The Future That Used To Be
Check out this free, new short story by Pierre Comtois, recently released at Liberty Island.
July 31, 2014 - 10:30 am
Editor’s Note: Since March, PJ Lifestyle has been highlighting some of the most innovative fiction writers at the recently-launched new media publishing platform Liberty Island, featuring interviews and story excerpts. Click here to see our collection of 24 so far. To learn more check out this interview Sarah Hoyt conducted with CEO Adam Bellow: “It also has a unique mission: to serve as the platform and gathering-place for the new right-of-center counterculture.” Also see COO David S. Bernstein’s recent essay here in which he defines Liberty Island as, “an imaginative playground where brilliant and creative people can test their ideas without being harassed or threatened by the new breed of ‘community activists’ who police thought and speech in the media.” Also see Bellow’s recent cover story at National Review: “Let Your Right Brain Run Free.”
This is the first of several new stories that PJ Lifestyle will be excerpting. More author interviews will be coming soon too. Also check out some of Pierre’s great articles on comic books for PJ Lifestyle:
Here’s the beginning of his new story for your consideration:
Joey Ixbee lay on his stomach, his head propped in his hands, on the carpet in Steve Garabon’s TV room. At the moment, it was late on a Saturday afternoon and the two best friends were engrossed in the latest Creature Feature offering: Earth vs the Flying Saucers. Although both boys agreed that with stop motion effects by the great Ray Harryhausen the film was a science fiction classic, Joey thought the plot was on the unrealistic side.
Suddenly, the soundtrack swelled and over the smoking ruins of a downed alien flying saucer, the words “The End” appeared on the screen. Instantly, Steve was on his feet and snapped off the television set before Feep, the show’s host, could come on and utter a few concluding inanities in his high pitched voice.
“Great movie!” exclaimed Joey as the picture tube went dark save for a tiny dot of light at the center.
“I’ll say!” agreed Steve. “The story was a little too much like War of the Worlds, but those force fields and flying saucers crashing into the Capital Building and the Washington Monument were fantastic!”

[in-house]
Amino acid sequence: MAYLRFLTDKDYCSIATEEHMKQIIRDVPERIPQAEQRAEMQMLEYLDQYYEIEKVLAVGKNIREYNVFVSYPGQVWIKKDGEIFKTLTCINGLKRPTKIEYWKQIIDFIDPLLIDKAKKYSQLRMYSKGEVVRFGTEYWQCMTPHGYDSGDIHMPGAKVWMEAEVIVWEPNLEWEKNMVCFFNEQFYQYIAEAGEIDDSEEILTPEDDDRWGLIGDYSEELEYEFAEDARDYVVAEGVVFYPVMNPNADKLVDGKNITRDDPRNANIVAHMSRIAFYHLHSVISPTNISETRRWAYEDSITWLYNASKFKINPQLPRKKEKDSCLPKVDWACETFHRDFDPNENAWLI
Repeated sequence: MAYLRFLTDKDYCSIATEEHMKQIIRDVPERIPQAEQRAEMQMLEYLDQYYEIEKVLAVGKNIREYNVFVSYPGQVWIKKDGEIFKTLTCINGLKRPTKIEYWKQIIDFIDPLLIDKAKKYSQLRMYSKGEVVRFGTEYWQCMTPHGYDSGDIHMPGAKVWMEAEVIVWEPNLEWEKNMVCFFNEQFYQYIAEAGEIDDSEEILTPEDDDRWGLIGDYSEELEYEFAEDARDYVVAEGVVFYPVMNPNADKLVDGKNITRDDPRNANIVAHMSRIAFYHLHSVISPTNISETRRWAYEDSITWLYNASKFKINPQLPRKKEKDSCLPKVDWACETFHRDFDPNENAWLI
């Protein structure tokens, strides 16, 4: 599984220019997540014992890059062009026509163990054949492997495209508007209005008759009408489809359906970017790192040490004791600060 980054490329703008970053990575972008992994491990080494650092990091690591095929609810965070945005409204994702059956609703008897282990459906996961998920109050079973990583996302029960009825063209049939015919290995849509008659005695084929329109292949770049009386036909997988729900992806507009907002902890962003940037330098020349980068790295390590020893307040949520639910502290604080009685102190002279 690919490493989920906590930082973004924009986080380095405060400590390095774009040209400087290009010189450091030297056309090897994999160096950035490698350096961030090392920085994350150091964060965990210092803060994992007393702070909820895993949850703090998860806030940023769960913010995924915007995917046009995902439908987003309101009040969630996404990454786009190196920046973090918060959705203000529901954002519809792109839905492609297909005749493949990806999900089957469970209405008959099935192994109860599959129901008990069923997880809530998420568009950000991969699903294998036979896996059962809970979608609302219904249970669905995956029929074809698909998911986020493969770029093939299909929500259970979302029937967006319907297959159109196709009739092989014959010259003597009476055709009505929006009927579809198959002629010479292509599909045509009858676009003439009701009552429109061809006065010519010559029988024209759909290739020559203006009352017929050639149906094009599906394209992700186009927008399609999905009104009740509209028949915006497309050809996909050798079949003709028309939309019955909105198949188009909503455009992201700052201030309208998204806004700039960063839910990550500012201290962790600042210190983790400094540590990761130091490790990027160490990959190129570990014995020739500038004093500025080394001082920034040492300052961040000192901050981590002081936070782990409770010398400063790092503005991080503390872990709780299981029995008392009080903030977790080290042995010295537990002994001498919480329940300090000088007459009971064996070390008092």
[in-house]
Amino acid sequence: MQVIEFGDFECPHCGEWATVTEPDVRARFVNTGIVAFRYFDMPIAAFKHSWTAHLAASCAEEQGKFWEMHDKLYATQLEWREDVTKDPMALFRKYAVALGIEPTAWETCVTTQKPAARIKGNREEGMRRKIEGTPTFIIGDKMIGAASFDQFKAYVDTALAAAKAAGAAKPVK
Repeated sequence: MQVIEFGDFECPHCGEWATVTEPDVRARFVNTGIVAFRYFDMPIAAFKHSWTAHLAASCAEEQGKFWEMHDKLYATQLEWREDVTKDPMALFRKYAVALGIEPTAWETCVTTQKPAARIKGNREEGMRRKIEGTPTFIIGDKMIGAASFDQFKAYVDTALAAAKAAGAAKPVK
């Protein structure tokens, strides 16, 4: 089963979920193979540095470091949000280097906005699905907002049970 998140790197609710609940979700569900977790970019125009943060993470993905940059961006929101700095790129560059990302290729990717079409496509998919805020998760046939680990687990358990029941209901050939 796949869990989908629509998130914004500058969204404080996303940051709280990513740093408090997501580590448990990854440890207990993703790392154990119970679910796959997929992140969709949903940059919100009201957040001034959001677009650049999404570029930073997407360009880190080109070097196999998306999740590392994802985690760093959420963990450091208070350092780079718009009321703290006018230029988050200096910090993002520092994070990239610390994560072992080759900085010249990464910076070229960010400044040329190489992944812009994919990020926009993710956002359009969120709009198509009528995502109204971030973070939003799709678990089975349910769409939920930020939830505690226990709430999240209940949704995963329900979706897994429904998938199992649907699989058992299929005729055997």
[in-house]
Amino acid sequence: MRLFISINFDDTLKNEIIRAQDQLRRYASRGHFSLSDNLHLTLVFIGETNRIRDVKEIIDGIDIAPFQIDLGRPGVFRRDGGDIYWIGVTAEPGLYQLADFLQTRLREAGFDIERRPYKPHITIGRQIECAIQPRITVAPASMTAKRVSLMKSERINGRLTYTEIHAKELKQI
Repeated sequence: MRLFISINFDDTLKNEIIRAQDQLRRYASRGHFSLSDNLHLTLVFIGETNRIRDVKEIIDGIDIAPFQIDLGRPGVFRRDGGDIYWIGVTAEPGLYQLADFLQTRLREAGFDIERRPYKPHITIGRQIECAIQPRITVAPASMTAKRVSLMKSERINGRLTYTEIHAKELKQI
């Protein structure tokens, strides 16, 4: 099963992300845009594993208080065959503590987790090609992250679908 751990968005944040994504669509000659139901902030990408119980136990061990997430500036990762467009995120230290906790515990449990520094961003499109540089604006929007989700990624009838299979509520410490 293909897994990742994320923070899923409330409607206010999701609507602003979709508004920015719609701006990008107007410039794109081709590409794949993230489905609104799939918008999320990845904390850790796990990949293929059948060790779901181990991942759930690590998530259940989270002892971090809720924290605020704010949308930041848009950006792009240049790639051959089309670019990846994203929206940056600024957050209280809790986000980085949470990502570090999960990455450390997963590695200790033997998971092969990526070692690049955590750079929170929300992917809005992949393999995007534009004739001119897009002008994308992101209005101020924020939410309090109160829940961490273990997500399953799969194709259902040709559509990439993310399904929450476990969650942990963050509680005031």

“The effects were definitely cool, but some of the other stuff was a little too much,” said Joey.
“How do you mean?”
“Well, if the aliens were so smart, smart enough to build spaceships and travel all the way to Earth from another world, why didn’t they just open diplomatic channels to the UN or something? I mean, that’s got to be easier for them than trashing the planet. How’s that supposed to help ‘em?”
Steve shrugged. “Never thought about that before. I guess it would be easier to just make friends than to start a war.”
“Right. And those saucers…”
“What about ‘em?”
“In real life, they just wouldn’t fly…at least in Earth’s atmosphere,” insisted Joey. “They’re not aerodynamic enough. In space, their shape wouldn’t make a difference, but once in Earth’s atmosphere, they’d drop like a rock!”
“You think so?”
“Sure, I think so.”
“What if they had anti-gravity?”
“I guess that would work,” conceded Joey. “But how likely is that? After all, the laws of physics are the same no matter where you go in the universe. Shucks, Steve, I don’t think you’ve been keeping up with your science fiction reading!”
“Ah, gimme a break!”
“All right, boys,” interrupted Steve’s mother from where she stood at the entrance to the TV room. “You’ve been indoors for the last two hours and it’s a beautiful sunny day outside. Time for some fresh air before supper.”